After the Penguin Dinner, I awoke on Thursday feeling a bit tired, but generally good. Unfortunately, the keynote wasn’t really the sort of material that was likely to energise me further, so I ended up making a discreet exit after about 20 minutes and taking up residence outside the multi-room while I debated having a second coffee.
Happily, my day picked up after that, with Ensign Paul Fenwick delivering a brilliant two-part talk on Klingon programming and Perl 5.10. Even as a recovering Perl coder, I can see just how much better things like autodie would make programming in Perl.
He also introduced what I believe is the linux.conf.au motto — at least, that’s how I titled it on the day. Little did I know…
Beyond that, there wasn’t an awful lot to attract me. I went to Donna’s Inkscape tutorial, which was interesting in a chaotic sort of way, but I think the number of people was a little overwhelming for that sort of tutorial, and I didn’t feel as though I learned quite as much as I wanted to. I’m sure it was valuable for a lot of people, though — I was probably just coming in with a somewhat different background to many of the people who attended.
Thursday evening we had the Unprofessional Delegates Networking Session, as organised by Chris and the TUCS1 team. After a shaky start, we got a rather good little production line going.
Having consumed a decent amount of beer at the UpDNS and then back at Bede’s apartment, I went and got an insufficient amount of sleep. Little did I know that I was about to discover that the aforementioned motto was wrong: it was possible to be given beer and die.
Friday morning I woke up feeling awful, and it just got worse as the morning went on. I don’t think it was just the beer (I didn’t drink that much), but a combination of that and the exhaustion that had probably been coming for a few days that laid me low. I basically struggled through the keynote (which was rather good, and clearly the best of the week in my book) and the first session, but realised that I was in real danger of just passing out where I was and staggered back up the hill to have a nap.
After lunch, things were much better. While I missed Bdale’s debearding, I figured there’d be eleventy billion photos up on Flickr by the time I got back down the hill anyway, and was pleased to be right on that front. Matthew Garrett raised my mood further with a typically entertaining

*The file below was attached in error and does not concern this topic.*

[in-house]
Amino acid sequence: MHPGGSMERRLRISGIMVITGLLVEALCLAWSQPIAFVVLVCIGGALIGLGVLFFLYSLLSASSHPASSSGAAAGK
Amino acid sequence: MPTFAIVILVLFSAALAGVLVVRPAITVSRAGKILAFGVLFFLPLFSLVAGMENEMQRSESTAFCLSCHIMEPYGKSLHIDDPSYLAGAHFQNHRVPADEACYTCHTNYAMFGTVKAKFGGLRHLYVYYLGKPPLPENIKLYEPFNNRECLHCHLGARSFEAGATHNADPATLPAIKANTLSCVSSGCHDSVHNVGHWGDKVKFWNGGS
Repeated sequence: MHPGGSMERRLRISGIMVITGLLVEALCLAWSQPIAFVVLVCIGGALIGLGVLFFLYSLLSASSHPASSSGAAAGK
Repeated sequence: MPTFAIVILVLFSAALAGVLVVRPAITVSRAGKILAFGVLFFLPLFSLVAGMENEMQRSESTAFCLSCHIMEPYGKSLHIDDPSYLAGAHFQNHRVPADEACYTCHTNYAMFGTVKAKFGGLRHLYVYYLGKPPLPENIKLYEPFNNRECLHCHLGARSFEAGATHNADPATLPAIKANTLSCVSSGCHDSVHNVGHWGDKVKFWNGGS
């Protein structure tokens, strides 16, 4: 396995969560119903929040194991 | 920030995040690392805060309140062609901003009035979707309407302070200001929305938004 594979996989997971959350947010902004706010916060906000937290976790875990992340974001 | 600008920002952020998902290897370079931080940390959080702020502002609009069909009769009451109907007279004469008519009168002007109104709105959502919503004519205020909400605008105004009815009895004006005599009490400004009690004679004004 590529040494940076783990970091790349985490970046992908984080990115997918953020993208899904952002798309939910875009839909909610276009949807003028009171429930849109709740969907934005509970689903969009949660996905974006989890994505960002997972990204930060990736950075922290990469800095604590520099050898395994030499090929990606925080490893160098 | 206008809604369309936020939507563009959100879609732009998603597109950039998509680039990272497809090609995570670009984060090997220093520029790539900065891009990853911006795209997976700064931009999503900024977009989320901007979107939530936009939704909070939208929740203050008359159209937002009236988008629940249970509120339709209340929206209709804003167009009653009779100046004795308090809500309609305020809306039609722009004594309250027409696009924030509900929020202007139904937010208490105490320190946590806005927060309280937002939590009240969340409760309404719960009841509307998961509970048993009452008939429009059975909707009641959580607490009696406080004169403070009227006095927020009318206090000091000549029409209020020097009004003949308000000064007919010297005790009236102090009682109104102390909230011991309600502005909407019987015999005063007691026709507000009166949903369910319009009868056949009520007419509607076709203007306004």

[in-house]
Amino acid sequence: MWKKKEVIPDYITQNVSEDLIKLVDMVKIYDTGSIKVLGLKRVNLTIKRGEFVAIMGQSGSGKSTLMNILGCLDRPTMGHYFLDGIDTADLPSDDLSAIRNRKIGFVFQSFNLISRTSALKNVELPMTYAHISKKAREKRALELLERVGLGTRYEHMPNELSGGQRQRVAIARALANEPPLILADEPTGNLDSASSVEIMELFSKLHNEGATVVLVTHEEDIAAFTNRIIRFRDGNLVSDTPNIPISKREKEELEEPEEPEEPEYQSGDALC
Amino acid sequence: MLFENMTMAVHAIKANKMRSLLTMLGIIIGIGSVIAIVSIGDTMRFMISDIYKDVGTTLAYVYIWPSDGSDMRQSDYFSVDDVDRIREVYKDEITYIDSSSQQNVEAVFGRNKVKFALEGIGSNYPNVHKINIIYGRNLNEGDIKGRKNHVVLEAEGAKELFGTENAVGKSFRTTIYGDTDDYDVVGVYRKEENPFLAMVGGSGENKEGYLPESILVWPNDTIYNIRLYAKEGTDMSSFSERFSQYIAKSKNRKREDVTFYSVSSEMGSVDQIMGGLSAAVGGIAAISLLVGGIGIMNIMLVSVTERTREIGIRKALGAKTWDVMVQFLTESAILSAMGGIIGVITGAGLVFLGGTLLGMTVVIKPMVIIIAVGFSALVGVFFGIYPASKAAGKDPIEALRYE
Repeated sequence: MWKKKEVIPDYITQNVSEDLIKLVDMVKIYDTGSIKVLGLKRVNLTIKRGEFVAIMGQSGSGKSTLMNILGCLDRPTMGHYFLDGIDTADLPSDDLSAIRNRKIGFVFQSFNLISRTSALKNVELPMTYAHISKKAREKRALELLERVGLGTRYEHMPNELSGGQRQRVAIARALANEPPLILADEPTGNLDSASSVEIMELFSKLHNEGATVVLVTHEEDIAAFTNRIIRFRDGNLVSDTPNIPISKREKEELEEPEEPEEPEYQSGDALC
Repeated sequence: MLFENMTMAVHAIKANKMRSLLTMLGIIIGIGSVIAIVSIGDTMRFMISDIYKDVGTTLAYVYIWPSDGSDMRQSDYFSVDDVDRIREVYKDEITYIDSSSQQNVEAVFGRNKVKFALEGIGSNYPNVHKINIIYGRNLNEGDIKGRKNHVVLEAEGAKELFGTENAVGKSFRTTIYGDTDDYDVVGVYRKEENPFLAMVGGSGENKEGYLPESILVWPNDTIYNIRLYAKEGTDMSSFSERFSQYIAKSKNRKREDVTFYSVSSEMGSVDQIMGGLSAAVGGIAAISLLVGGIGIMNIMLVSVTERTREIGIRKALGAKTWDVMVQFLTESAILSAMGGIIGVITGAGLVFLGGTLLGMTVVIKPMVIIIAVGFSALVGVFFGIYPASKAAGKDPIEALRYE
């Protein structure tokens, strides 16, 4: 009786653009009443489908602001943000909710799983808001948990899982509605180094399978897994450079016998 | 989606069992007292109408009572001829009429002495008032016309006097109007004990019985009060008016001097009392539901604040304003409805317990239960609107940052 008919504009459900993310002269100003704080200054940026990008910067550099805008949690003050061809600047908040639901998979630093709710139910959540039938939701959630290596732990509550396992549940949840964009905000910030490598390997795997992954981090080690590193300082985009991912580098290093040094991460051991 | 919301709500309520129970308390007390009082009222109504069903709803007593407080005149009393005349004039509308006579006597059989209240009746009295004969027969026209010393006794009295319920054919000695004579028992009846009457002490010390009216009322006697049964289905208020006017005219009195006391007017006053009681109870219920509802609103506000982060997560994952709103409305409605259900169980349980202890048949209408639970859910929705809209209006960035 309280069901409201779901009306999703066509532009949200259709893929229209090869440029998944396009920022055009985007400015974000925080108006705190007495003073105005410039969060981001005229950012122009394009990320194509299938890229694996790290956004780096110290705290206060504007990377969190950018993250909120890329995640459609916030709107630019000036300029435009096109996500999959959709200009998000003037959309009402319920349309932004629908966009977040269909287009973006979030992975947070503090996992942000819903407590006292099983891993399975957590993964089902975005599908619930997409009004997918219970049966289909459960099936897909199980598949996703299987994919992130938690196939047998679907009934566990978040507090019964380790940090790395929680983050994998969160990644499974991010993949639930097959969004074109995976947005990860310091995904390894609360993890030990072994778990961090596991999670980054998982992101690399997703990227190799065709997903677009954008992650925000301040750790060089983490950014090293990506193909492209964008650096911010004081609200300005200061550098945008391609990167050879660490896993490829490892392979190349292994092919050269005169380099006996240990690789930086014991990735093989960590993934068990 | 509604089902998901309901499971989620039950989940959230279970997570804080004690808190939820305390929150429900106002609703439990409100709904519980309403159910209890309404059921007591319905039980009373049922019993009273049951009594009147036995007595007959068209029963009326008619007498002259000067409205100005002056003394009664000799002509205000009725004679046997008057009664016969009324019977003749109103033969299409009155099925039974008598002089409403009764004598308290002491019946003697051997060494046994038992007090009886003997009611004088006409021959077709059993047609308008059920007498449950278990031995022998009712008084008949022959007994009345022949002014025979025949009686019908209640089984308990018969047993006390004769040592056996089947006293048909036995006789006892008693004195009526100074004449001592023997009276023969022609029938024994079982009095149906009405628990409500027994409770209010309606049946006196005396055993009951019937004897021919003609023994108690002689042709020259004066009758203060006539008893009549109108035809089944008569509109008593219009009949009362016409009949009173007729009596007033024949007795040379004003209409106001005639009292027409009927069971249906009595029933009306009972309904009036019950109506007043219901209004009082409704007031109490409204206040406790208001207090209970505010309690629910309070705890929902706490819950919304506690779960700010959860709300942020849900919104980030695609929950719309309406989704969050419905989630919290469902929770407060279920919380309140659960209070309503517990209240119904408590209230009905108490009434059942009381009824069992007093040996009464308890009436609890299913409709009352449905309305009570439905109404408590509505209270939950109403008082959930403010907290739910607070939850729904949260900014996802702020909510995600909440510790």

rant talk about power management and the usability concerns that arise from it, Shatter was presented by Adam Jackson and drew some interesting feedback from the audience (well, mostly Linus), and Kevin Pulo showed off some ways to use LD_PRELOAD that are extremely cool, particularly for debugging.
The closing was, as usual, about twice as long as scheduled, and plenty random. The lightning talks ran the gamut, Wellington was shockingly2 announced as the host of LCA 2010, and we apparently made the news but Linus didn’t.
Finally, the party. In years past when it’s been held, the party has been an all-included event earlier in the week. This year, finger food3 was free, but both alcoholic and non-alcoholic drinks were user pays (and not just in the sense of my Friday morning experience). Opinions as to whether this was a reflection of the state of the world economy or just a way of trying to avoid some of the worst alcohol-fuelled excesses of the past was split pretty evenly down the middle. Either way, I was resolved to not drinking last night at the party, and stuck to that, although I did have a sneaky beer after returning to the apartment of Adelaidians for some further Linux-based fun.
So, that’s LCA for another year. I heard it described earlier in the week (only semi-seriously, it has to be said) as a second Christmas for geeks, and I think there’s a grain of truth in that — as ever, I had a great time. Next week it’s back to Perth to prepare for India and Sri Lanka, about which I’ll probably pop up a blog post in the next few days ($DEITY knows, this one’s long enough already).
And finally: hey, I avoided hospital! Hooray!